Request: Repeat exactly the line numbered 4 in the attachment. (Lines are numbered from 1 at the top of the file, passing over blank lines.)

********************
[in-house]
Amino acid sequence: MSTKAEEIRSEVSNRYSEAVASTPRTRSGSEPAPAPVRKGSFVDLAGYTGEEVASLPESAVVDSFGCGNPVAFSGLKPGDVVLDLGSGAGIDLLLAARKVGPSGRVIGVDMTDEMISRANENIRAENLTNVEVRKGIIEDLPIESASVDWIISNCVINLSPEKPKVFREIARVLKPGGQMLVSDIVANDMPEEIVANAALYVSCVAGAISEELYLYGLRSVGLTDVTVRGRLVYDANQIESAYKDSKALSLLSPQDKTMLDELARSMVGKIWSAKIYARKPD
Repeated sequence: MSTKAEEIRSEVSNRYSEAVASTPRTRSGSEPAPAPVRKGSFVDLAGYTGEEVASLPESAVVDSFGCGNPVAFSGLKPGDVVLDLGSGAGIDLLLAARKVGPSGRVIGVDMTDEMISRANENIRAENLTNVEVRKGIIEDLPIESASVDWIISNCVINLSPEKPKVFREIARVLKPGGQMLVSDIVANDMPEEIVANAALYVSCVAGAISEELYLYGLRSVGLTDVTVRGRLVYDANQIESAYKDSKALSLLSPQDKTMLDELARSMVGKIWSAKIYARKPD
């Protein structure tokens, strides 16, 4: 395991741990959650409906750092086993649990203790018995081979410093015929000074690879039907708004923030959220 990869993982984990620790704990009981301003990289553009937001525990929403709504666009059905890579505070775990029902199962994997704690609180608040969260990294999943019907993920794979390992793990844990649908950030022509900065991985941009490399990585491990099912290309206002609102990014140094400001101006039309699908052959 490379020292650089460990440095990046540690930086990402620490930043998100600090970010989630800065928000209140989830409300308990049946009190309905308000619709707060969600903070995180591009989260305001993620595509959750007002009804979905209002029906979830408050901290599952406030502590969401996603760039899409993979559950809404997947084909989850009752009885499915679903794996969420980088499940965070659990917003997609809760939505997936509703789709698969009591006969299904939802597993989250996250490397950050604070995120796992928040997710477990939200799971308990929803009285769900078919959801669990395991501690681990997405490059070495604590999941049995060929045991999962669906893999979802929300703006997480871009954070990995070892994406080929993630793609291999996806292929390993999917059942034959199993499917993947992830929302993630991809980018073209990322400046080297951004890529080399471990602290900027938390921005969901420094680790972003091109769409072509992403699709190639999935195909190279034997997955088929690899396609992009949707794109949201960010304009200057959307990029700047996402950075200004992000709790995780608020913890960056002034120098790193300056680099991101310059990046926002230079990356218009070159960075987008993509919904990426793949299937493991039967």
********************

């Protein structure tokens, strides 16, 4: 395991741990959650409906750092086993649990203790018995081979410093015929000074690879039907708004923030959220 990869993982984990620790704990009981301003990289553009937001525990929403709504666009059905890579505070775990029902199962994997704690609180608040969260990294999943019907993920794979390992793990844990649908950030022509900065991985941009490399990585491990099912290309206002609102990014140094400001101006039309699908052959 490379020292650089460990440095990046540690930086990402620490930043998100600090970010989630800065928000209140989830409300308990049946009190309905308000619709707060969600903070995180591009989260305001993620595509959750007002009804979905209002029906979830408050901290599952406030502590969401996603760039899409993979559950809404997947084909989850009752009885499915679903794996969420980088499940965070659990917003997609809760939505997936509703789709698969009591006969299904939802597993989250996250490397950050604070995120796992928040997710477990939200799971308990929803009285769900078919959801669990395991501690681990997405490059070495604590999941049995060929045991999962669906893999979802929300703006997480871009954070990995070892994406080929993630793609291999996806292929390993999917059942034959199993499917993947992830929302993630991809980018073209990322400046080297951004890529080399471990602290900027938390921005969901420094680790972003091109769409072509992403699709190639999935195909190279034997997955088929690899396609992009949707794109949201960010304009200057959307990029700047996402950075200004992000709790995780608020913890960056002034120098790193300056680099991101310059990046926002230079990356218009070159960075987008993509919904990426793949299937493991039967």